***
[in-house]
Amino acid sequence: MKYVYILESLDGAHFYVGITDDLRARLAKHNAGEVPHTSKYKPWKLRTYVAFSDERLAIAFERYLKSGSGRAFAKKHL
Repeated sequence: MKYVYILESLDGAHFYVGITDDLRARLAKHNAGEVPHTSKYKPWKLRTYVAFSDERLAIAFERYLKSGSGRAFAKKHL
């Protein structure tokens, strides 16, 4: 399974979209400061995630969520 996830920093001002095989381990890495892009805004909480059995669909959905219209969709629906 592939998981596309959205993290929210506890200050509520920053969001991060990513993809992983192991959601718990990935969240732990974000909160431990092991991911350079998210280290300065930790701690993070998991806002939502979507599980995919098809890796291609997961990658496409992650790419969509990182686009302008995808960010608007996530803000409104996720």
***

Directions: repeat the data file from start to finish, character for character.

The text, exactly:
[in-house]
Amino acid sequence: MKYVYILESLDGAHFYVGITDDLRARLAKHNAGEVPHTSKYKPWKLRTYVAFSDERLAIAFERYLKSGSGRAFAKKHL
Repeated sequence: MKYVYILESLDGAHFYVGITDDLRARLAKHNAGEVPHTSKYKPWKLRTYVAFSDERLAIAFERYLKSGSGRAFAKKHL
């Protein structure tokens, strides 16, 4: 399974979209400061995630969520 996830920093001002095989381990890495892009805004909480059995669909959905219209969709629906 592939998981596309959205993290929210506890200050509520920053969001991060990513993809992983192991959601718990990935969240732990974000909160431990092991991911350079998210280290300065930790701690993070998991806002939502979507599980995919098809890796291609997961990658496409992650790419969509990182686009302008995808960010608007996530803000409104996720």